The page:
• Employees were skeptical about Celsius’ comeback plan at an all-hands meeting on Sept. 8
  • The Federal Trade Commission is looking to join the case, court filings show

Celsius sparked a flurry of anxiety over liquidity issues in the crypto lending space after the company was unable to meet $5.5 billion in liabilities due to bad loans.

The lender is now putting together a restoration plan to help repay creditors and win back customers, according to a leaked recording of an all-hands meeting held on Sept. 8 shared by Celsius user Tiffany Fong.

At the meeting, CEO Alex Mashinsky and chief compliance officer Oren Blonstein outlined a plan for “Celsius 2.0” — an ambition to switch focus to custody. It would involve re-enabling some key services, allowing users that have funds in custody to stake, swap and take loans while they’re charged fees for certain transactions. 

The plan is code-named “Kelvin,” a unit of temperature which takes absolute zero — equivalent to minus 273 degrees Celsius — as its lower bound. Blonstein chose to describe it as a concept of “absolute zero trust involved.”

Both executives were met with skepticism from employees, who asked how customers would trust Celsius after initially being told they wouldn’t be charged to get their money out. 

Celsius has previously advertised its products as being fee-free as part of the lender’s “unbank yourself” motto.

In response, Blonstein used Binance as an example to say that several crypto businesses make revenue from charging a transaction fee on transactions. 

“If we’re delivering valuable services, people should be willing to pay for it,” he said.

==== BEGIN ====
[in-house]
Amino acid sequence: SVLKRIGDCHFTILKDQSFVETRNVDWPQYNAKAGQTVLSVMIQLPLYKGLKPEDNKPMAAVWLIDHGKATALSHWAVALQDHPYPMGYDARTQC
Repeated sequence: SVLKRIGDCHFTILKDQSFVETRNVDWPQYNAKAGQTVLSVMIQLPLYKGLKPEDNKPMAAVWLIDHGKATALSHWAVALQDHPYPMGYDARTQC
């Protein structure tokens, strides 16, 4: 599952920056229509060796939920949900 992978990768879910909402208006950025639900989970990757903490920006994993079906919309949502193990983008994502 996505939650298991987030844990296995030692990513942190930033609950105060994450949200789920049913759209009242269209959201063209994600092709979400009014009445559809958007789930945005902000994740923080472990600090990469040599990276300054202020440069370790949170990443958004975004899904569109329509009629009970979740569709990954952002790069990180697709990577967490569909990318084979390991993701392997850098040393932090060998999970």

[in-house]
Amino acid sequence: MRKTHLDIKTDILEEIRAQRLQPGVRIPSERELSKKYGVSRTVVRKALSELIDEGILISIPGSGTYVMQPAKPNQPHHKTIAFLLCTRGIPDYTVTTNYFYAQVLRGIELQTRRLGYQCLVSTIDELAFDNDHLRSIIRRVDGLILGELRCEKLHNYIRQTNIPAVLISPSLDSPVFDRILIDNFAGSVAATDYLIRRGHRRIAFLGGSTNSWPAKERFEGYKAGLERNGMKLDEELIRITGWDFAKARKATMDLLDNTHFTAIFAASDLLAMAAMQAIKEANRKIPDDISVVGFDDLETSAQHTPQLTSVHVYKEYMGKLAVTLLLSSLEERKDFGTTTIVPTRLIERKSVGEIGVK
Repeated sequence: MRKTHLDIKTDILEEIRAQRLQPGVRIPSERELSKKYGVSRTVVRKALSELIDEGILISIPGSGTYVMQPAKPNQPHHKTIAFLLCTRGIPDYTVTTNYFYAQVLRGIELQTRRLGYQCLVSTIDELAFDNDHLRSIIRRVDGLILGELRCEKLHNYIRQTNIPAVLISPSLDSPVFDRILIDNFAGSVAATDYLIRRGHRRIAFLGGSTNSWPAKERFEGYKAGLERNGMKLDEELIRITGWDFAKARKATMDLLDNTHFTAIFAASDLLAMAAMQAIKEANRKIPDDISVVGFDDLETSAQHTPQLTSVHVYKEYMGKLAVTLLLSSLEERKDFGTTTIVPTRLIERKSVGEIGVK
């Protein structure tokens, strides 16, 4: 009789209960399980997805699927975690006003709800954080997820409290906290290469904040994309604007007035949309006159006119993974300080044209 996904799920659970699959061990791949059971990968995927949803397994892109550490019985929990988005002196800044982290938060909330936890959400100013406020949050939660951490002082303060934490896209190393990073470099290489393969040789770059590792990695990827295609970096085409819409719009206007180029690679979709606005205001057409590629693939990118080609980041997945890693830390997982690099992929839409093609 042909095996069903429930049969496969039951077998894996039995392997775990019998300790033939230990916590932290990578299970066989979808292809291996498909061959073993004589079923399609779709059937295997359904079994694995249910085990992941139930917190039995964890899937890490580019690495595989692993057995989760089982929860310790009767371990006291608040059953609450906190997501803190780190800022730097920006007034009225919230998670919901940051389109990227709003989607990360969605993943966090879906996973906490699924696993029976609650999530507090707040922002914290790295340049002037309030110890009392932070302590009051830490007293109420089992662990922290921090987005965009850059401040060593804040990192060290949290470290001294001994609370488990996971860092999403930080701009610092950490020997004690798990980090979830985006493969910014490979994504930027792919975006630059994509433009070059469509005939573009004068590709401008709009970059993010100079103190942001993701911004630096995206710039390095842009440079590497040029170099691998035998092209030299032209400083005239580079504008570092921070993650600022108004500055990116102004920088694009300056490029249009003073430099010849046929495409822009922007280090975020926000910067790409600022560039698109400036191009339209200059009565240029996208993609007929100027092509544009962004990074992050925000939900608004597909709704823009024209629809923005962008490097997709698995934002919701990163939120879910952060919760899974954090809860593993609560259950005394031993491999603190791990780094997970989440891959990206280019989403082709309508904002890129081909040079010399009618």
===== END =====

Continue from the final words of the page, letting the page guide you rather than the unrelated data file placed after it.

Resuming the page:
Separately, Mashinsky indicated that bankrupt companies have the potential to rebound aggressively after successful reorganization. 

“Pepsi filed for bankruptcy twice, right? Does it make the Pepsi taste less good?” he said. “Delta filed for bankruptcy, right? Do you not fly Delta because they filed for bankruptcy? 

Mashinsky described filing for Chapter 11 protection as “a test to see if you should exist,” adding “or are we gonna be in the dustbin of companies that were great or almost-great or great for a while, but disappear?”

The New York Times first reported the news.

Creditors are incredulous

The revival plan is just a proposal for now. It would still have to pass Celsius’ Unsecured Creditors’ Committee (UCC) before being brought to the court for approval. However, the UCC reportedly had concerns about the Kelvin proposal after meeting with executives.

Simon Dixon, founder of Bank to the Future and a Celsius creditor, called out Mashinsky for his claim of UCC support, and expressed skepticism over any plan with Mashinsky at the helm.

Celsius’ bankruptcy filing in July was a lesson in the risks of high-yield lending for investors. As several creditors are yet to recover their funds, the lender is working on monetizing its bitcoin mining business to support operations. 

Celsius didn’t return Blockworks’ request for comment by press time.

As the bankrupt lender aims to turn down the heat, the case has sparked the interest of lawyers from the Federal Trade Commission, who filed with the court to represent the government agency on Tuesday.

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  • Blockworks
    Shalini is a crypto reporter from Bangalore, India who covers developments in the market, regulation, market structure, and advice from institutional experts. Prior to Blockworks, she worked as a markets reporter at Insider and a correspondent at Reuters News. She holds some bitcoin and ether. Reach her at [email protected]